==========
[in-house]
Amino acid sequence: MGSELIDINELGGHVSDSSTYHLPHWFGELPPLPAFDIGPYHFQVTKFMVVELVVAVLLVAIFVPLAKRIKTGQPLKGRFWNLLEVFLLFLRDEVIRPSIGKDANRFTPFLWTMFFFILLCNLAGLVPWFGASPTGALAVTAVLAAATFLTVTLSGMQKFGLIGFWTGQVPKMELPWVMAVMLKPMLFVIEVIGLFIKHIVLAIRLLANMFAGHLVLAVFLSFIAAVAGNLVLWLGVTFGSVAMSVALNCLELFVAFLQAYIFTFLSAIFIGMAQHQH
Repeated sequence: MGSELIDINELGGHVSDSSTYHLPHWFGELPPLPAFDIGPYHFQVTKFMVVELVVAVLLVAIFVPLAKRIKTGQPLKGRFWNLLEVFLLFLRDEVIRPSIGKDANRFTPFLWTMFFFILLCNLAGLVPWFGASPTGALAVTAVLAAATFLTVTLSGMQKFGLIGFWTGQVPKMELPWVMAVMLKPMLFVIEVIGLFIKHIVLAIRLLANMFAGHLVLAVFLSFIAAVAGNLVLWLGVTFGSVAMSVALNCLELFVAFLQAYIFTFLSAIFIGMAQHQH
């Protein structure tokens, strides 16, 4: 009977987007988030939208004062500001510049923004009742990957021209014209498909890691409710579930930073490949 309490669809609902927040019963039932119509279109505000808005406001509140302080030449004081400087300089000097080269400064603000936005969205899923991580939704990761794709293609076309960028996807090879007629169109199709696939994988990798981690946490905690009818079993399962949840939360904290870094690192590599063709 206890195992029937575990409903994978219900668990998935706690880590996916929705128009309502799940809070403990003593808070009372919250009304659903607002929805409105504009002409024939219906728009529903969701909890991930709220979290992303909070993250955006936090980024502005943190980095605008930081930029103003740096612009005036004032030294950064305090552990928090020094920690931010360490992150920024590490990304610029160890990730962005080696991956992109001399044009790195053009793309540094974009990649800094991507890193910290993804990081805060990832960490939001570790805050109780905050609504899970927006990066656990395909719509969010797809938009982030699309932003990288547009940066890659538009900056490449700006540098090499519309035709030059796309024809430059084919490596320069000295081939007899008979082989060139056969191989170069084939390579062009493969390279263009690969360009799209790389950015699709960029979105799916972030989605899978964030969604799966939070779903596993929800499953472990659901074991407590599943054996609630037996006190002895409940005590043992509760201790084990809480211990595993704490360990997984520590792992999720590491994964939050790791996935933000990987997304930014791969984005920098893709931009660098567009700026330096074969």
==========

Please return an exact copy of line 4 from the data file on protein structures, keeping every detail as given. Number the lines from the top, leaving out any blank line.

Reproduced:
């Protein structure tokens, strides 16, 4: 009977987007988030939208004062500001510049923004009742990957021209014209498909890691409710579930930073490949 309490669809609902927040019963039932119509279109505000808005406001509140302080030449004081400087300089000097080269400064603000936005969205899923991580939704990761794709293609076309960028996807090879007629169109199709696939994988990798981690946490905690009818079993399962949840939360904290870094690192590599063709 206890195992029937575990409903994978219900668990998935706690880590996916929705128009309502799940809070403990003593808070009372919250009304659903607002929805409105504009002409024939219906728009529903969701909890991930709220979290992303909070993250955006936090980024502005943190980095605008930081930029103003740096612009005036004032030294950064305090552990928090020094920690931010360490992150920024590490990304610029160890990730962005080696991956992109001399044009790195053009793309540094974009990649800094991507890193910290993804990081805060990832960490939001570790805050109780905050609504899970927006990066656990395909719509969010797809938009982030699309932003990288547009940066890659538009900056490449700006540098090499519309035709030059796309024809430059084919490596320069000295081939007899008979082989060139056969191989170069084939390579062009493969390279263009690969360009799209790389950015699709960029979105799916972030989605899978964030969604799966939070779903596993929800499953472990659901074991407590599943054996609630037996006190002895409940005590043992509760201790084990809480211990595993704490360990997984520590792992999720590491994964939050790791996935933000990987997304930014791969984005920098893709931009660098567009700026330096074969």